_________________________________________Rick..... ....
Though the result sucks for the very small percentage of use that care about how it sounds, he actually is doing his job correctly.

I am surprised anyone is surprised by this at all.
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Old 27th March 2009, 04:53 AM   #5
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Default Re: Re: Mix engineers not doing their job!!

Quote:
Originally posted by Brett
Though the result sucks for the very small percentage of use that care about how it sounds, he actually is doing his job correctly.

I am surprised anyone is surprised by this at all.
Brett, I find your surprise toward this surprise, surprising!

Seriously though, I agree. Mixing for the average system is prudent. For those who feel their systems are exposing flaws in the mastering process: is the flaw in the recording or reproduction? Certainly there are cases where it is the fault of the recording, but odds are that some forms of program material are better at exposing the faults of a reproduction system. Maybe a OB woofer array with active bottom end shaping can keep up with Mozart, but runs out of steam when Sir Mix A-Lot sings about the shape of bottom ends!

JF
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Old 27th March 2009, 04:53 AM   #6
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Here's a Rolling Stone article about this sorry state of affairs from a couple of years ago: http://www.rollingstone.com/news/sto...fidelity/print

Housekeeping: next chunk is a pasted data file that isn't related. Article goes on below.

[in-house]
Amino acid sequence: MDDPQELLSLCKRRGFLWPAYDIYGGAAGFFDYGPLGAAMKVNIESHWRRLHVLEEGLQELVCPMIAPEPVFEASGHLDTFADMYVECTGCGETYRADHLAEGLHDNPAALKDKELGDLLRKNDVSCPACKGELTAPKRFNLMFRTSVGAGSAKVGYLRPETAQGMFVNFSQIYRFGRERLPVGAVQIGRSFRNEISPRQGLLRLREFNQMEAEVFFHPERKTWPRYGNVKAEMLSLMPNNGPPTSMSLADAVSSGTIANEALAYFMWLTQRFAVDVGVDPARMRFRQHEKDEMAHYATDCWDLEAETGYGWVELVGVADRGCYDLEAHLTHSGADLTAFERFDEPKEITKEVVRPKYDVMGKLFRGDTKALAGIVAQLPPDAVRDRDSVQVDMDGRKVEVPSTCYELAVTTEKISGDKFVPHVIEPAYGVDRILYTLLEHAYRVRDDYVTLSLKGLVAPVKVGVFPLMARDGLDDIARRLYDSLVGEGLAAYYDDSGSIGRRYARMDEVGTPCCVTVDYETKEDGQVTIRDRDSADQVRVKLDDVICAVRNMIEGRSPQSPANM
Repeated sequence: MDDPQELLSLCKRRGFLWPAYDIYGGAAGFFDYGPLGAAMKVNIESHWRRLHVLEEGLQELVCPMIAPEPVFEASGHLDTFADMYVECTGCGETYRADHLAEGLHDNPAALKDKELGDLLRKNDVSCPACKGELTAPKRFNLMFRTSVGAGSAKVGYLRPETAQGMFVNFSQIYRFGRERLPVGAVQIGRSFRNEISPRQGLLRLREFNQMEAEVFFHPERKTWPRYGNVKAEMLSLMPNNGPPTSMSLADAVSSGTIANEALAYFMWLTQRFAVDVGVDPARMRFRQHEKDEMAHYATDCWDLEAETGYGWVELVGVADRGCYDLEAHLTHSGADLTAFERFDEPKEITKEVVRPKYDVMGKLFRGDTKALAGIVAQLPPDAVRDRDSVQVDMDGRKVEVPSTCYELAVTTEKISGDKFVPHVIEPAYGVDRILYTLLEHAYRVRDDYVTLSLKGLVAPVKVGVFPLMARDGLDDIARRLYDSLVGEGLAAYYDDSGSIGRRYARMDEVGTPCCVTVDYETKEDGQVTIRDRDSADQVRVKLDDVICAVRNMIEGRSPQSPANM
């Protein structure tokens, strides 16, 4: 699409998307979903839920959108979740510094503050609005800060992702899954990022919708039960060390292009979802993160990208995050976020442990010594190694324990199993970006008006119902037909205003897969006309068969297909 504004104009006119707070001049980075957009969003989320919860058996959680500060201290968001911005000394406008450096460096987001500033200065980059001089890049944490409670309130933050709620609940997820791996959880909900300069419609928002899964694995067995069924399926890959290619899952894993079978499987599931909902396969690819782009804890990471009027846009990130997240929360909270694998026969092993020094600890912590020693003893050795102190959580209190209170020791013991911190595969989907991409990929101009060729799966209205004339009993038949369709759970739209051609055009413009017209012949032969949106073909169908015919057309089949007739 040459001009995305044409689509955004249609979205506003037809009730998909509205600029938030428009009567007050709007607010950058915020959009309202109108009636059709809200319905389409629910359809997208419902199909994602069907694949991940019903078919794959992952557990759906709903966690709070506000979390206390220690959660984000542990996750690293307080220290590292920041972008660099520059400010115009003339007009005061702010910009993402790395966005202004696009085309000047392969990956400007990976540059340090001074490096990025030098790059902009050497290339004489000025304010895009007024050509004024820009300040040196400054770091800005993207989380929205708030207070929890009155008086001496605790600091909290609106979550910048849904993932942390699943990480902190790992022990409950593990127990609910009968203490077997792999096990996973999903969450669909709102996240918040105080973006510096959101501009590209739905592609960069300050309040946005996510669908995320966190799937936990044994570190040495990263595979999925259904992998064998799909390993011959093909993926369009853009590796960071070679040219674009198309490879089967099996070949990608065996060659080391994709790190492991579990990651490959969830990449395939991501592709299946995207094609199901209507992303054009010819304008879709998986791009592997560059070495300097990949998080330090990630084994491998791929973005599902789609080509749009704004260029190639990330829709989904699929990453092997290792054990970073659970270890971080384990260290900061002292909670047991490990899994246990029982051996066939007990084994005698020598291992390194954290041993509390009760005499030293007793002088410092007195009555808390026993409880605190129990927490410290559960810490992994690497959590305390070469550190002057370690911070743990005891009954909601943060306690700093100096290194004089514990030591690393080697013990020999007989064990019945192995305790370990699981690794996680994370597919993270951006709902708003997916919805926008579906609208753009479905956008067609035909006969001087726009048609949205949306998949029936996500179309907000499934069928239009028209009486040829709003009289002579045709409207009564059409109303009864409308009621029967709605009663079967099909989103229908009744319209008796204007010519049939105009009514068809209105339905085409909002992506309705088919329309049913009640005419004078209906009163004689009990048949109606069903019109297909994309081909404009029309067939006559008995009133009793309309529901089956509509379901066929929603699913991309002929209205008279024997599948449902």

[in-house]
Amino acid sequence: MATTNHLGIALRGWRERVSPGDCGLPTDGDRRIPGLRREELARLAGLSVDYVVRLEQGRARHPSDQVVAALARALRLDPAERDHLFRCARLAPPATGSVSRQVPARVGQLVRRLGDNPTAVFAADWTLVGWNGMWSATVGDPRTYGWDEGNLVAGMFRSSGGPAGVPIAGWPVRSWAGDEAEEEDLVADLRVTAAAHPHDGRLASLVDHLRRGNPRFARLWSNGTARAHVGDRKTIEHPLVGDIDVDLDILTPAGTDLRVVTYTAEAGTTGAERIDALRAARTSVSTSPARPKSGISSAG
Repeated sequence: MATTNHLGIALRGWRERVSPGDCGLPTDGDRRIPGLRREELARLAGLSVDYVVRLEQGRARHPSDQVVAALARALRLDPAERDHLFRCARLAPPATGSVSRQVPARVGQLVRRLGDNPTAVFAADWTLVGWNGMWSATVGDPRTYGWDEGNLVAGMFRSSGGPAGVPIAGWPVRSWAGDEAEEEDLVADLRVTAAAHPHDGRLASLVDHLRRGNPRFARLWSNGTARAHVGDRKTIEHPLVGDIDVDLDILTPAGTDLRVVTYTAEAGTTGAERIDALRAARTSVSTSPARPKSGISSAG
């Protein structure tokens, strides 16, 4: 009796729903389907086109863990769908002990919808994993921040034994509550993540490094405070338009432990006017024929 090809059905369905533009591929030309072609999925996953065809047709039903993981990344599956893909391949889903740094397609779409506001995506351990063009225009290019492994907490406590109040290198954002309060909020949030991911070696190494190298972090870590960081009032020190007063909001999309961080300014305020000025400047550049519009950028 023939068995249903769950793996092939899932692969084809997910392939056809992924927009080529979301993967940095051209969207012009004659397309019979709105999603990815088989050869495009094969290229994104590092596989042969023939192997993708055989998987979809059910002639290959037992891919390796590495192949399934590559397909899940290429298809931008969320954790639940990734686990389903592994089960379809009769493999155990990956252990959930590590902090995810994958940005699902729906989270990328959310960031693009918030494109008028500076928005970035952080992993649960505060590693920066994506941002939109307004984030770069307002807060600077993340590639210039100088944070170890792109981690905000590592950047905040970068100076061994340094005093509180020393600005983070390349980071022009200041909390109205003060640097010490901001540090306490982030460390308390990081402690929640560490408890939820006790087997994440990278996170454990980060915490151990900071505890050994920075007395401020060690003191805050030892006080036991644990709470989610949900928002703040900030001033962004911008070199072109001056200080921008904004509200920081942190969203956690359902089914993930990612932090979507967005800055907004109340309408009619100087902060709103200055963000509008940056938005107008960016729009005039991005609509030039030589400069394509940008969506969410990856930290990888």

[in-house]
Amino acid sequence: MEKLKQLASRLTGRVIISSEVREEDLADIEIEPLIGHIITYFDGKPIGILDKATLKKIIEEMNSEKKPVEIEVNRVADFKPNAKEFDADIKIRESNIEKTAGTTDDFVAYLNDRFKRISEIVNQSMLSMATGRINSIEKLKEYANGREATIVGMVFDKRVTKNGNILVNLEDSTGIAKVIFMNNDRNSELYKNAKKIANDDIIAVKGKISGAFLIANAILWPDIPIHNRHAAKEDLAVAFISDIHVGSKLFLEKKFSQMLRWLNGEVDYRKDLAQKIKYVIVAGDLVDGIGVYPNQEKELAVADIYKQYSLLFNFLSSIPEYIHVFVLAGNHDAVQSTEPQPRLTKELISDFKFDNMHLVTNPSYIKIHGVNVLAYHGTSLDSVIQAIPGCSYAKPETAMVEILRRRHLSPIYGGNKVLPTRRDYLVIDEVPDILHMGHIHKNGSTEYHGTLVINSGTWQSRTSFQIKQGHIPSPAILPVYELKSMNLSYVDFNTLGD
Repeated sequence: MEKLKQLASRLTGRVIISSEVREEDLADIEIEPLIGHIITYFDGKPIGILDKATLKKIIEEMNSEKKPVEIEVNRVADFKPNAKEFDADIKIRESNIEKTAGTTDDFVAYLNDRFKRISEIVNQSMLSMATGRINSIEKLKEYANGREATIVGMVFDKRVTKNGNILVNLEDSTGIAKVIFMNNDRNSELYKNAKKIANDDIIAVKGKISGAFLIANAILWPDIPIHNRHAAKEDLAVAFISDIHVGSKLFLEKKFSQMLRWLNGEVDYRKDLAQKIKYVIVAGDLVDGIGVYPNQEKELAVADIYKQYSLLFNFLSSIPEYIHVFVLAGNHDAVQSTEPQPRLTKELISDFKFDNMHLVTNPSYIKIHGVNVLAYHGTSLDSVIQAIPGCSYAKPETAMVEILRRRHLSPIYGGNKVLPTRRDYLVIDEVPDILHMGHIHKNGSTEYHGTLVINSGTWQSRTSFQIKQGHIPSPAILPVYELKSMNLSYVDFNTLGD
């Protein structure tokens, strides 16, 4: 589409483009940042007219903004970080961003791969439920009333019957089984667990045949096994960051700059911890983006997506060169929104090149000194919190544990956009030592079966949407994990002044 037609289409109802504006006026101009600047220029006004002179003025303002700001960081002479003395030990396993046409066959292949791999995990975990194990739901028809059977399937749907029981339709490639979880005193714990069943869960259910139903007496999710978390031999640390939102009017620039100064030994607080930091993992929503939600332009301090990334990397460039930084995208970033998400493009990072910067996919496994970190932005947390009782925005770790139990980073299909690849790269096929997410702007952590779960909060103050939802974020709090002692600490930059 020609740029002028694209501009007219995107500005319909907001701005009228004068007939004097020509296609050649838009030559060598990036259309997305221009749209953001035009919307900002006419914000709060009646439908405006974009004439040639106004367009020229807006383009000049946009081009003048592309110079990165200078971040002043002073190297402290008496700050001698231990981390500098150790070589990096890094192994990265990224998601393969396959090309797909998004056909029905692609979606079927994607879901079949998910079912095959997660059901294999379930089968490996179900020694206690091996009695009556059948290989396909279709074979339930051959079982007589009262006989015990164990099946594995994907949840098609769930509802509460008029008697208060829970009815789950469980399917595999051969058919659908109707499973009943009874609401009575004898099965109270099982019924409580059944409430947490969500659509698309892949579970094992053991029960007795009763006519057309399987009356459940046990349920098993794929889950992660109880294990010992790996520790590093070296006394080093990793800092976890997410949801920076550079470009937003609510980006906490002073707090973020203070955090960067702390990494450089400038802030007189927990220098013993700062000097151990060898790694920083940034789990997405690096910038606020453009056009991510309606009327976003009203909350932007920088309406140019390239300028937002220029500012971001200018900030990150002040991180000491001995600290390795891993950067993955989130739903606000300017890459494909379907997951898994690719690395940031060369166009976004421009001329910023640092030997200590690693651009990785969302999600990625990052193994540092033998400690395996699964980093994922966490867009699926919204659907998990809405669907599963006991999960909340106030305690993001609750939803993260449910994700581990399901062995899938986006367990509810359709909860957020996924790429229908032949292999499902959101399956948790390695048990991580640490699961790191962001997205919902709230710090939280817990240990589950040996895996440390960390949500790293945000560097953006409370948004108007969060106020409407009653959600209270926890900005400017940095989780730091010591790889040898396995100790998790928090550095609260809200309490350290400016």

Richard... if you hadn't noticed that new recordings don't generally sound too good, maybe it's ok.

but maybe you did?
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Old 27th March 2009, 05:13 AM   #7
Andy G is offline Andy G  Australia
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Default Re: Re: Mix engineers not doing their job!!

it would be interesting to see what a top end gourmet cook would produce for a soup kitchen..... or McDonalds !!

most studios I have been in will do their main mix on pretty decent speakers, then see what it sounds like on not so decent speakers. this is one reason that the NS-10 was quite popular, it was closer to what real people (not us) listen to.

unfortunately, what real people listen to seems to have dropped in quality somewhat over the last 10 years or so, thus creating further disparity between a "proper" system and the type of system many people really use to grate out their sound.

where should the cd mixing engineer aim at??.. tough question !!